This is hard for me to understand, I do not know about you. But, I have heard a couple of comments by very qualified, professionally trained people, one of them a psychiatric nurse, about the situation above. The psychiatric nurse expressed her “theory” about cause and effect. In her opinion, the victim must have done something to bring this tragedy on to herself. Maybe she looked at the guy the wrong way. Wow, talk about qualifications!

The other person, also a mental health professional, had a different approach. She told the victim to be positive, to look on the bright side. Now that she was disabled, she had a wonderful opportunity. Since the government would pay her a pension, she would not have to go to work, and she could use the time to go back to school and become something else. Wasn’t that wonderful?

Where do this people get their diplomas? In a bubble gum machine?

This issue brings to mind the equally “professional and medical issue” of trying to get over the “common cold” or “the flu”. You basically have two choices. Take Tylenol and antibiotics three times a day and go back to work the next day. Or, spend three days in bed feeling very, very sick. Sooner or latter taking Tylenol and antibiotics to “speed things up” will do you a great deal of harm.

And then,

…there are those who subscribe to the notion that if you can’t figure out that you are being taken advantage of, then you are a sucker, and by extension deserve to be taken advantage of. A lot of people are subscribing to this school of thought.

Some of the people who belong to this school of thought are police officers, doctors, layers, spiritual healers… the list goes on. If you take all these people at face value and think they are all there to serve and protect, and provide you with helpful information, you may be in for a shock.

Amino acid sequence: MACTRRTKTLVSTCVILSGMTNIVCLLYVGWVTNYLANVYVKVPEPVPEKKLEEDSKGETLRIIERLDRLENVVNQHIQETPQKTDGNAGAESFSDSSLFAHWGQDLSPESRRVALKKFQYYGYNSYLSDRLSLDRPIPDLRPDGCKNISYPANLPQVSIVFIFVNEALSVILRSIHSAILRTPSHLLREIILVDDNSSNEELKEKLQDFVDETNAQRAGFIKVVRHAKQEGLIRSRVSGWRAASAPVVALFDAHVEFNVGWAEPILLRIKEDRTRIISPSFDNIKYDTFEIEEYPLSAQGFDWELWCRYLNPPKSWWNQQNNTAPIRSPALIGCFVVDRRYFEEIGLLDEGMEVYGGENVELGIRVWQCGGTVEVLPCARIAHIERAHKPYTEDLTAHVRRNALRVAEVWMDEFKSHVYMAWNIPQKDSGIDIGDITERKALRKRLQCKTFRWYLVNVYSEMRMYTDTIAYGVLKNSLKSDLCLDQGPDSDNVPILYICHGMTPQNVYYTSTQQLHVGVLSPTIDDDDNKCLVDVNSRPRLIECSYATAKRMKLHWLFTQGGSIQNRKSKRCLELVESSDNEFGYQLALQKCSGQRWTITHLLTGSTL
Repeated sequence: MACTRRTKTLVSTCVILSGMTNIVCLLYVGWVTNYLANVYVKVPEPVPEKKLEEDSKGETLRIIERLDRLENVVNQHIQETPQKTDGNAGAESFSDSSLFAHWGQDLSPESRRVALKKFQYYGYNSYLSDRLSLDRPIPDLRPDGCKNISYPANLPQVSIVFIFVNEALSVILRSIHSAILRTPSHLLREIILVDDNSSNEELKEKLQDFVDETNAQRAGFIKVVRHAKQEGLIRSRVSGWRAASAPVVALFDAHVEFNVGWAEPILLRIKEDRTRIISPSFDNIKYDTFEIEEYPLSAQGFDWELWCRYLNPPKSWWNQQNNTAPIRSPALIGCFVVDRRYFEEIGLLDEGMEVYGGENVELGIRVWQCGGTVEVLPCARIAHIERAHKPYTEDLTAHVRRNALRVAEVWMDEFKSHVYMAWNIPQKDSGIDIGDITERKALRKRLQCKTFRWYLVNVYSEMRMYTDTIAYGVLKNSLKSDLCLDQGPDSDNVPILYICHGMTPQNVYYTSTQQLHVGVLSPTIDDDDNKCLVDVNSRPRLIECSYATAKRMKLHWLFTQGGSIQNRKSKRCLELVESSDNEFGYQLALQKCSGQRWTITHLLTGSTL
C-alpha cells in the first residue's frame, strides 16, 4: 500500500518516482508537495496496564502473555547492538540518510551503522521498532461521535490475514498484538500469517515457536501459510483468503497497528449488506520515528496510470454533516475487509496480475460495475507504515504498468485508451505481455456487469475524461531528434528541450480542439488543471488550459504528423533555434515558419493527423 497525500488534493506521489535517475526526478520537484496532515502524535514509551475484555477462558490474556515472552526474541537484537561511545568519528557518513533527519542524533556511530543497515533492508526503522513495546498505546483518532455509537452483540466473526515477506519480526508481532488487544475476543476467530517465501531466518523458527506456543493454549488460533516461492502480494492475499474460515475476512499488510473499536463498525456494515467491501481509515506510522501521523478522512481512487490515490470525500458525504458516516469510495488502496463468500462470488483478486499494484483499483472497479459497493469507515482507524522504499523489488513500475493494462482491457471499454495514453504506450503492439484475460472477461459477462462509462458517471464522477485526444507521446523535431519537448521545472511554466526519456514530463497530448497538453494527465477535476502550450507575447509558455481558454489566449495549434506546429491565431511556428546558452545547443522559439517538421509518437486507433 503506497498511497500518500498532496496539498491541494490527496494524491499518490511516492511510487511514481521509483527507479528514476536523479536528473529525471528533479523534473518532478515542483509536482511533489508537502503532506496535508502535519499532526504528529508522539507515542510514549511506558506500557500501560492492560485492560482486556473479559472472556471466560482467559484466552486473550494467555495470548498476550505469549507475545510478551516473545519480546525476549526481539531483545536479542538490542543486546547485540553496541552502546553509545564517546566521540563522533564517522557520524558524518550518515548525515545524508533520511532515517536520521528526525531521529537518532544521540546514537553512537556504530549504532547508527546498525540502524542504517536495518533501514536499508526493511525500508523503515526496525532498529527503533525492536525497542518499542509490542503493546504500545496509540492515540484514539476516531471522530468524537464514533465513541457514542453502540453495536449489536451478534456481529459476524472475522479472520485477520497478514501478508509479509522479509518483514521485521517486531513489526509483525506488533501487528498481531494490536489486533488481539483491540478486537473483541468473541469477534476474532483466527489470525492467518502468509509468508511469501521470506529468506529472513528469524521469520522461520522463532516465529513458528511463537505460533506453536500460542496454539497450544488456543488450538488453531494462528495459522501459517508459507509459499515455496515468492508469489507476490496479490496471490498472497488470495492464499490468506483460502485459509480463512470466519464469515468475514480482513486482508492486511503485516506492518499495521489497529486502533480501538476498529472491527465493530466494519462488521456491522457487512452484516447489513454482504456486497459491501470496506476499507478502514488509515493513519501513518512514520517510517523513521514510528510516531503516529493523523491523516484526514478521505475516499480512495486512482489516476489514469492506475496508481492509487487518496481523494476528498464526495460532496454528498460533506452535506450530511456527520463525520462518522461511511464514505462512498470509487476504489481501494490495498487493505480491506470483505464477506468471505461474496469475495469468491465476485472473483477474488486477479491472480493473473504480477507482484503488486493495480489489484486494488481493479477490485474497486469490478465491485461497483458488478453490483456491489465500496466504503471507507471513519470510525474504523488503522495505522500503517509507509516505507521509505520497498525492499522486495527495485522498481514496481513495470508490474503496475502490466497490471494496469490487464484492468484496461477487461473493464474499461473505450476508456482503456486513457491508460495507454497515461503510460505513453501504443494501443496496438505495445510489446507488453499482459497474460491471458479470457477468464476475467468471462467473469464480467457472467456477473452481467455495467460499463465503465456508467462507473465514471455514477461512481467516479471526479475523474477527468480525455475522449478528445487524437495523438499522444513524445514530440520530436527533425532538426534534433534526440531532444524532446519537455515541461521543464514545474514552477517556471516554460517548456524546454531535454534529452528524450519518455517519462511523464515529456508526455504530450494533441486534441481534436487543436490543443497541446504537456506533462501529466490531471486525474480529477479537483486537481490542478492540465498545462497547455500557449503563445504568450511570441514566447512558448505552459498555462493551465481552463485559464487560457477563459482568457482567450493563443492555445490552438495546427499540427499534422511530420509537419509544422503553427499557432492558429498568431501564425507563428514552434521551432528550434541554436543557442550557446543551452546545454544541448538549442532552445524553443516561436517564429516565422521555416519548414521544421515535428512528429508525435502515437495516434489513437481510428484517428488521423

The same goes for doctors, and every other reputable profession. It may be hard to believe now, but there was a time, not long ago, when to even think badly, never mind saying anything, of those good intentioned souls, working with children in orphanages, was considered sacrilege. Duhh!

Be aware! Some people live their lives like if they were playing a poker game. And surprise, surprise, you are part of their game. They expect you to play. Except they have not asked you to. And they won’t be asking you to be a willing participant either. If you don’t catch on to the fact that they are trying to screw you around, then you are a sucker, and by extension, you deserve been taken advantage of. The poker face culture is here to stay.

At 43 years of age, this is, unfortunately, what I have learned during the second half of my adult life.

Perhaps we should come to the realization that society gets out of people exactly what it puts into them. I am not sure about you, but I need a change.

Gustavo Gonzalez is a Survivor of Psychiatric Abuse [not a psychiatric survivor] who lives in Ontario and hopes to make his case in a court of law some time before his death.